DECATUR — Decatur Celebration is one of our greatest examples of telling one another what to think, and this weekend is when the volume reaches a crescendo.
Thousands of people continue to pour into downtown to participate in an event that's part carnival, part music performance, part food festival, part arts and crafts show, part reunion. One of the beauties of Decatur Celebration is it can be anything anyone wants it to be.
Make no mistake about the devotion some have to the event. Look no further than the 17 people who wore their wristbands from the 2017 event all year for a chance to win $1,000 in the Land of Lincoln Credit Union 365. Originally, 70 people entered a drawing to be one of 20 selected to participate in the contest. Another 50 applied for the version of the contest that begins Sunday and runs to the start of the 2019 Celebration. The applicants included four people who participated in the inaugural event.
That clearly shows some people have an abiding love for the event, but the complaints ring loud and long, even for those who love Decatur Celebration.
Contest winner Krystal Sturgeon of Decatur used her year wearing the wristband as a walking advertisement for the event.
"I love being able to talk to people about (Celebration)," she said. "There's so much negativity around it, and I just want to push the positivity about it.”
That's not what some people want, though, is it?
For the most vocal, it's not enough to stay away from downtown the first weekend in August. They take to social media and public places to not only declare that they won't attend the event, but also use it as an opportunity to complain about every Celebration change, from the fence to the cost of the food to what they see as mediocre entertainment.
We get it. People don't like change.
But they also seem to not like seeing others have a good time.
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If this year is consistent with previous recent Celebration weekends, social media will be relatively quiet. The people excited about the event are there. Those who aren't apparently find something else about which to complain.
Decatur Celebration isn't immune from criticism. We've unleashed some pretty stinging stuff about the event, especially in the past decade. Many who dislike the event think the Herald & Review is simply a Celebration cheerleader. Celebration lovers will tell you otherwise. Neither is accurate, but both positions draw plenty of fire and ire.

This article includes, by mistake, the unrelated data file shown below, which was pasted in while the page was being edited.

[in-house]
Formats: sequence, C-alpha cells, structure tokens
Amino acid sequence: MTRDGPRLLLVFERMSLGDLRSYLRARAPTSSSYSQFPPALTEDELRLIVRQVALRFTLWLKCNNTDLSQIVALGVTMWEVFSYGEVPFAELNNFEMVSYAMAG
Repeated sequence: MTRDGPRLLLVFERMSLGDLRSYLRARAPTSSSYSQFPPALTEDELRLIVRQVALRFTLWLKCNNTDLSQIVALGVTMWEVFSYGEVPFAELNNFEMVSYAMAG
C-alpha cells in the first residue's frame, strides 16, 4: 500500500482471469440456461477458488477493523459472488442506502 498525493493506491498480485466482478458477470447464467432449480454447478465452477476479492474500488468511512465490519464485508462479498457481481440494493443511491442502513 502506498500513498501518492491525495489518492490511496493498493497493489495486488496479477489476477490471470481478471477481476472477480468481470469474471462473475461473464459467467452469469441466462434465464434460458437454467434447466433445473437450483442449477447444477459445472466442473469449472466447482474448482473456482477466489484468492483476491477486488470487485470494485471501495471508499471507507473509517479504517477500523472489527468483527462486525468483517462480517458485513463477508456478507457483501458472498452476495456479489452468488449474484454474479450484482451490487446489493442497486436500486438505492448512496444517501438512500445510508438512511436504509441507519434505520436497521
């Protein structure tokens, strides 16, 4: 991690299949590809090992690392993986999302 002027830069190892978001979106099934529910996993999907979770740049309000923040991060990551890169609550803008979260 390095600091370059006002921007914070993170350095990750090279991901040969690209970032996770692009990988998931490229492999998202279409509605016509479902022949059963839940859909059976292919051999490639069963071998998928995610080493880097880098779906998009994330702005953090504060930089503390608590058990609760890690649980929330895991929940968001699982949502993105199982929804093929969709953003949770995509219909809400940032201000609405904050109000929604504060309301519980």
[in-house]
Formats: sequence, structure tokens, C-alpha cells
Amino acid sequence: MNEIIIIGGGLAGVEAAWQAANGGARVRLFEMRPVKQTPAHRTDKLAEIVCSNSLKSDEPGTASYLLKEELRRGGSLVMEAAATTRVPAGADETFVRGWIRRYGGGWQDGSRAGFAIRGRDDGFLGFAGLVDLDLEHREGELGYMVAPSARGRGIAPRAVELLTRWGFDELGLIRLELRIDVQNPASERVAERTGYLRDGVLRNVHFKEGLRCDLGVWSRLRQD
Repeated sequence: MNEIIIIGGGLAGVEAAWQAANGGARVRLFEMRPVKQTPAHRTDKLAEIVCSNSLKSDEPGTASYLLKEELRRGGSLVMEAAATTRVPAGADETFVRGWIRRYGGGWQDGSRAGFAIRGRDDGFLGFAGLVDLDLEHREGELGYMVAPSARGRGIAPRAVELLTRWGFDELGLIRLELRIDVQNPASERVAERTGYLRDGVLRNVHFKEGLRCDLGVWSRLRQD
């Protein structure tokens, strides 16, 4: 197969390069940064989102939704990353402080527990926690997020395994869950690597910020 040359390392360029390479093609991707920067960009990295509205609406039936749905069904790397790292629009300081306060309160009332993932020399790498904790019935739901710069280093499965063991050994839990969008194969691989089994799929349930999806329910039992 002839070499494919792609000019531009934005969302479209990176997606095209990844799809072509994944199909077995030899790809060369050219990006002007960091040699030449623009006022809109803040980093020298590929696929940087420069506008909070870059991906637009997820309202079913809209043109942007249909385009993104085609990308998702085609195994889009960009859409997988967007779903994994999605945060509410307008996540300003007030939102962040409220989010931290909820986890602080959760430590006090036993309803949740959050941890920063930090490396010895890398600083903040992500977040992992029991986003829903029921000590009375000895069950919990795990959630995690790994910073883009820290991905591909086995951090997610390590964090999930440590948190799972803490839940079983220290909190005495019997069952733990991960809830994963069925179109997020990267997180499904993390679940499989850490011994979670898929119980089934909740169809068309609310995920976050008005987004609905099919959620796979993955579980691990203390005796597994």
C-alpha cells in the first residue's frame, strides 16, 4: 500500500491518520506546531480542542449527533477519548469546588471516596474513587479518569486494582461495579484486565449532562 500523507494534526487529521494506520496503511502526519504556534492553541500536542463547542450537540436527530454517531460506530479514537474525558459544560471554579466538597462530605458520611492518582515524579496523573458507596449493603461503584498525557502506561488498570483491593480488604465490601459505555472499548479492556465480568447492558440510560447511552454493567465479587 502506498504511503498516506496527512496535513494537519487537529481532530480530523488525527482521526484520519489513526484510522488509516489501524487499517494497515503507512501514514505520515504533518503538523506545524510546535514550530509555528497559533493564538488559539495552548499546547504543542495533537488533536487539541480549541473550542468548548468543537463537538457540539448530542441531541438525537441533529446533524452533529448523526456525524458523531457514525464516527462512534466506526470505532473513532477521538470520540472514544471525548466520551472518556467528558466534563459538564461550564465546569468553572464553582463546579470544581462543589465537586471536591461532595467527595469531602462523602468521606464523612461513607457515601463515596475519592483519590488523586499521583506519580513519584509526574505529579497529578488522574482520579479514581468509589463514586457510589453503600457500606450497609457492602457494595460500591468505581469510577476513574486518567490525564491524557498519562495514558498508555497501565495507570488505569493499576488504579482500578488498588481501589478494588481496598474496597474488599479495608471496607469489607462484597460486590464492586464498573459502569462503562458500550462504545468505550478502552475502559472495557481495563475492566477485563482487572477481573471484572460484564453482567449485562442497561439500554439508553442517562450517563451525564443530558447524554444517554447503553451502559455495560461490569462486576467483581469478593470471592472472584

The fire was especially hot 10 years ago when founder and producer Fred Puglia announced an infusion of funds was needed if the event were to continue. That set up what has become a decade-long discussion and argument about Decatur Celebration finances. The volume increased when Celebration announced a plan to require wristband purchases to buy food at the event. Enough people ignored the requirement or skirted the rules enough to prompt a fencing off of the downtown area for the weekend.
That decision unquestionably changed the face of the event. Decatur Celebration isn't what it was, and it really can't be that again. If the current plan doesn't work, the disappearance of the event is easy to foresee.
But there will always be people who battle back and almost militantly support Decatur Celebration. Think about the 17 people who wore wristbands for a year. Think about what they went through while leaving that piece of plastic around their wrist for a year.
Contest coordinator Aric Lee said a number of the contestants were competitive athletes, including mud volleyball players. One of the entrants had their wristband on through childbirth, “and everything that entails ended up on that wristband,” Lee said.
The year the wristbands were introduced, one festival-goer did his own version of a protest against those complaining about their implementation. He bought 12, and chained them around his neck, declaring his love for the event. It took years and a grand scheme involving 20 contestants to outdo that effort.
Those event lovers may not be a majority. There may not even be enough of them to keep Decatur Celebration running.
But this is a guarantee: The people downtown this weekend are here for the party, and they don't have room or time for naysayers.
Columnist Tim Cain wrote the book "Decatur Celebration: A History of the World's Fair of the Prairie." Contact him at (217) 421-6908. Follow him on Twitter: @timcainhr